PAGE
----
“It’s like in the great stories, Mr. Frodo. The ones that really mattered. Full of darkness and danger they were. And sometimes you didn’t want to know the end… because how could the end be happy? How could the world go back to the way it was when so much bad had happened?”
― J.R.R. Tolkien, The Two Towers
I love this quote from Sam in The Two Towers, because it really sums of the crux of the one thing every great story has: The Darkest Moment.
In the darkest moment, it doesn’t seem like there can be a happy ending. The worst has happened. The villain is cackling on their throne as they smite the hero. Our main character has finally succumbed to their weakness or addiction. The battle is lost. The end is near. How can there be a happy ending now?
Yet typically, there is.
This scene is often one of the most impactful and memorable throughout the entire story. Because it’s dark, dramatic, and terrible? Partially, yes, but it’s important and memorable because this is the moment that our main character (MC) goes through the most change. They will not leave the darkest moment the same as they went in. They can’t, otherwise they would not make it to their happy ending. Though if you’re not aiming for a happy ending, the darkest moment is likely when they fail (because they could not change and overcome their opposition) and solidify their fall to the end.
Within or as a result of the darkest moment, our MC is forced to confront their greatest fear, overcome their biggest obstacle, face down their addition, weakness, or misbelieve. Maybe it’s an external force, like the big bad evil character they’ve been facing off against, or maybe it’s a more internal and personal struggle that they must overcome within. The point is, they have to deal with it in this moment, or all will truly be lost. The darkest moment should push our character (or characters) to the breaking point and force them to grow in a way that nothing else within the story has thus far. This is the moment they change, they grow, and they become the person they are at the end of the tale.
If your darkest moment doesn’t force your character to change, it’s not doing its job.
While the darkest moment is a scene in and of its self (i.e. a specific moment in the story that you should be able to point to), it doesn’t mean it’s the only dark moment. Typically, a story has many smaller dark moments leading up to the darkest moment. After all, it wouldn’t be very entertaining if every single thing goes right for our characters throughout the whole story up until that darkest moment. Frankly, most people would never make it to the darkest moment because the story up until that scene would lack tension, stakes, and excitement.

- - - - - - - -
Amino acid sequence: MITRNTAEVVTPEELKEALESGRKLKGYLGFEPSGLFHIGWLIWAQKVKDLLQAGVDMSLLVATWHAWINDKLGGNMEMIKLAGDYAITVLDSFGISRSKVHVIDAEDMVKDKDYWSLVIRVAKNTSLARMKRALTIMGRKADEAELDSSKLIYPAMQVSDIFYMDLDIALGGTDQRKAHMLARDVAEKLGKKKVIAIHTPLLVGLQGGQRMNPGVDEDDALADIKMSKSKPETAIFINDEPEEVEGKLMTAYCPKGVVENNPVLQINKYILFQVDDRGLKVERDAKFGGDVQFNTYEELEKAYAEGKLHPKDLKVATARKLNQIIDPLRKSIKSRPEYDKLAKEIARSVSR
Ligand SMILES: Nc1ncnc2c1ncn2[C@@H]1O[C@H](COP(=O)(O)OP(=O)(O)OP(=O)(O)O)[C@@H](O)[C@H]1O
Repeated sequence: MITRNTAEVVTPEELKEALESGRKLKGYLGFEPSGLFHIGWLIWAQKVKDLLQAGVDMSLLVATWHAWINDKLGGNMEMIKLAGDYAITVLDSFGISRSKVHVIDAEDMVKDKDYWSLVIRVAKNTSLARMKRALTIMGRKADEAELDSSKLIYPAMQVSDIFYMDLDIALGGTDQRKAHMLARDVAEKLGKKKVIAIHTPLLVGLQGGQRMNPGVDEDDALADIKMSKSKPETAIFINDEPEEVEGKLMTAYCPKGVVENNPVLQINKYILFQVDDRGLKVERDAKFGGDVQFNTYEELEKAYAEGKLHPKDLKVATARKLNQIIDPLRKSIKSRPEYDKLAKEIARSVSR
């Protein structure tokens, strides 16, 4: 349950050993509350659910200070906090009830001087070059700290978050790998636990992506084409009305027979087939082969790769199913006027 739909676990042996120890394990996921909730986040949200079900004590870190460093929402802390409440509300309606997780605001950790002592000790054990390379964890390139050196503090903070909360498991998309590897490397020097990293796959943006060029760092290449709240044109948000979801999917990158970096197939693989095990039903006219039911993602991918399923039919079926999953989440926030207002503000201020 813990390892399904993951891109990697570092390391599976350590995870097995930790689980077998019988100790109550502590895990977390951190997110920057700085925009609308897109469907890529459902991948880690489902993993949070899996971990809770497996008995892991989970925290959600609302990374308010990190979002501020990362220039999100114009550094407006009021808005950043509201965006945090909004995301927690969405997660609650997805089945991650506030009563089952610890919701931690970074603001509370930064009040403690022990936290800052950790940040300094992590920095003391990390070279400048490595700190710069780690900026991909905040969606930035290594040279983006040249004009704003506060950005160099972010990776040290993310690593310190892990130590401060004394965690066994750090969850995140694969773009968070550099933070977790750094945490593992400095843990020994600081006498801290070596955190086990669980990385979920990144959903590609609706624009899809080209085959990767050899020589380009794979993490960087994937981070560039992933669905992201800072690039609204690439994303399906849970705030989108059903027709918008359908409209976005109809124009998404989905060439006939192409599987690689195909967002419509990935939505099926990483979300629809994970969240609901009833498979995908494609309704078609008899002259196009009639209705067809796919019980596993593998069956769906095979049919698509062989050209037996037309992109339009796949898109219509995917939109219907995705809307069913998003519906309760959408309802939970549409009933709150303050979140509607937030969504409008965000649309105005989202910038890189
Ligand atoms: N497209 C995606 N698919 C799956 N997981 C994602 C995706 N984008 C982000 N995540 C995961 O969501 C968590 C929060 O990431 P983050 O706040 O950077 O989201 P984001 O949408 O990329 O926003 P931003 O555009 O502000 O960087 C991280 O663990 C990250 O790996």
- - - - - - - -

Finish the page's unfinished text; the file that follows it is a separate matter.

So what separates the darkest moment from any other dark moment? Two things: Intensity and change.
All of the dark moments leading up to the darkest moment are usually not quite as dark, life threatening, or world altering as the darkest moment. They should create obstacles and challenges for the characters. They should make the journey more difficult. However, they most likely are not inciting the level of change within our characters that the darkest moment will (or should). Perhaps a single dark moment can be resolved without the MC changing or growing. Maybe its something they can walk away from or temporarily avoid. It might cause them to question themselves or their journey, but not enough that they have to change yet. In fact, a character’s handling or avoidance of earlier dark moments could directly lead into the disaster that is the darkest moment. Think of these as regular season football games. Our characters can win or lose, and some of them may be nail-biters, but none of them carry the weight of the Super Bowl (i.e. our darkest moment), which will define the entire season/story.
When the darkest moment comes, it will be something our characters cannot avoid or overcome without dramatic change and growth, and it will vastly affect how the story ultimately ends. Did they win and make it to a happily ever after? Or did they lose and succumb to their weakness/adversary?
While the darkest moment comes near the end of the story, it may or may not occur during the climax. Sometimes the darkest moment needs to occur before the climax in order for the character to grow into the person they need to be to deal with that final climatic situation. In other stories, the two happen simultaneously as the climax and dark moment are one in the same and must be overcome together. Each story is unique and only you know the journey that your characters will take.
I leave with a quote from The Hobbit: An Unexpected Journey:
“Gandalf: You’ll have a tale or two to tell when you come back.
Bilbo Baggins: You can promise that I will come back?
Gandalf: No. And if you do, you will not be the same.”